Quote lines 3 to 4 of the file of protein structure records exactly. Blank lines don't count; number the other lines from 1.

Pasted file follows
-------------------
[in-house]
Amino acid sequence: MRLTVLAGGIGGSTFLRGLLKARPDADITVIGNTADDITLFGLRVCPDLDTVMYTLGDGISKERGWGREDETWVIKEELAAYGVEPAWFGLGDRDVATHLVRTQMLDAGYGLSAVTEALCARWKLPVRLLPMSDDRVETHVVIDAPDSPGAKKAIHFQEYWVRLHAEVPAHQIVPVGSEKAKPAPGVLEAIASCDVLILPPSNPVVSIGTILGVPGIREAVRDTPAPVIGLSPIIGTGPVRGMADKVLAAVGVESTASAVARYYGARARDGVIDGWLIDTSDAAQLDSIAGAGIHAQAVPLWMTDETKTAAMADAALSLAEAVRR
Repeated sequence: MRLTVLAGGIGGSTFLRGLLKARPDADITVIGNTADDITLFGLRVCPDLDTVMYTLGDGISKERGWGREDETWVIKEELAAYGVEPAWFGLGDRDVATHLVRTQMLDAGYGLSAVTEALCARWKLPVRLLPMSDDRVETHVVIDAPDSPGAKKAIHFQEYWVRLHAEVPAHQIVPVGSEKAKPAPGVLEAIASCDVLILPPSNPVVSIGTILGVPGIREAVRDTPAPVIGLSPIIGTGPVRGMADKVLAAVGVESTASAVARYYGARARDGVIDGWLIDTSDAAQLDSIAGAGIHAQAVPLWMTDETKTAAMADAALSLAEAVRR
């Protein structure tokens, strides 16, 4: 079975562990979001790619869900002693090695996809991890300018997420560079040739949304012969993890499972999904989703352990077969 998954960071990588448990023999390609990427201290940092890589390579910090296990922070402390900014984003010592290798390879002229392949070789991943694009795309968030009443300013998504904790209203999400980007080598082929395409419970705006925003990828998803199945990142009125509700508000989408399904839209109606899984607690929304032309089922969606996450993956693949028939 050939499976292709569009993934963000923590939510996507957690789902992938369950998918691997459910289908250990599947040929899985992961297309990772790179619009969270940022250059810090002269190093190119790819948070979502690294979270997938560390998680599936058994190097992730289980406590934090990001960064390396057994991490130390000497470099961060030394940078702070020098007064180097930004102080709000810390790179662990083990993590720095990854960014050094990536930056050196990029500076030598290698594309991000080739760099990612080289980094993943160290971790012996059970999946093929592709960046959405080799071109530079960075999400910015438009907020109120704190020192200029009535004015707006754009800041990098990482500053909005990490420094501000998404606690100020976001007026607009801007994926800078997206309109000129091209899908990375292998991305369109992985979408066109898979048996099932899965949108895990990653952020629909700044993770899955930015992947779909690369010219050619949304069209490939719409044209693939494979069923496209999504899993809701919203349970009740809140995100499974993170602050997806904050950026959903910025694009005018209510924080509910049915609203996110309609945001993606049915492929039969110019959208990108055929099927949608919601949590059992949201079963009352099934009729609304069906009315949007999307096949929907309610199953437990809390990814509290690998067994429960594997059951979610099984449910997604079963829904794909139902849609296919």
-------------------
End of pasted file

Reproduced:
Repeated sequence: MRLTVLAGGIGGSTFLRGLLKARPDADITVIGNTADDITLFGLRVCPDLDTVMYTLGDGISKERGWGREDETWVIKEELAAYGVEPAWFGLGDRDVATHLVRTQMLDAGYGLSAVTEALCARWKLPVRLLPMSDDRVETHVVIDAPDSPGAKKAIHFQEYWVRLHAEVPAHQIVPVGSEKAKPAPGVLEAIASCDVLILPPSNPVVSIGTILGVPGIREAVRDTPAPVIGLSPIIGTGPVRGMADKVLAAVGVESTASAVARYYGARARDGVIDGWLIDTSDAAQLDSIAGAGIHAQAVPLWMTDETKTAAMADAALSLAEAVRR
């Protein structure tokens, strides 16, 4: 079975562990979001790619869900002693090695996809991890300018997420560079040739949304012969993890499972999904989703352990077969 998954960071990588448990023999390609990427201290940092890589390579910090296990922070402390900014984003010592290798390879002229392949070789991943694009795309968030009443300013998504904790209203999400980007080598082929395409419970705006925003990828998803199945990142009125509700508000989408399904839209109606899984607690929304032309089922969606996450993956693949028939 050939499976292709569009993934963000923590939510996507957690789902992938369950998918691997459910289908250990599947040929899985992961297309990772790179619009969270940022250059810090002269190093190119790819948070979502690294979270997938560390998680599936058994190097992730289980406590934090990001960064390396057994991490130390000497470099961060030394940078702070020098007064180097930004102080709000810390790179662990083990993590720095990854960014050094990536930056050196990029500076030598290698594309991000080739760099990612080289980094993943160290971790012996059970999946093929592709960046959405080799071109530079960075999400910015438009907020109120704190020192200029009535004015707006754009800041990098990482500053909005990490420094501000998404606690100020976001007026607009801007994926800078997206309109000129091209899908990375292998991305369109992985979408066109898979048996099932899965949108895990990653952020629909700044993770899955930015992947779909690369010219050619949304069209490939719409044209693939494979069923496209999504899993809701919203349970009740809140995100499974993170602050997806904050950026959903910025694009005018209510924080509910049915609203996110309609945001993606049915492929039969110019959208990108055929099927949608919601949590059992949201079963009352099934009729609304069906009315949007999307096949929907309610199953437990809390990814509290690998067994429960594997059951979610099984449910997604079963829904794909139902849609296919």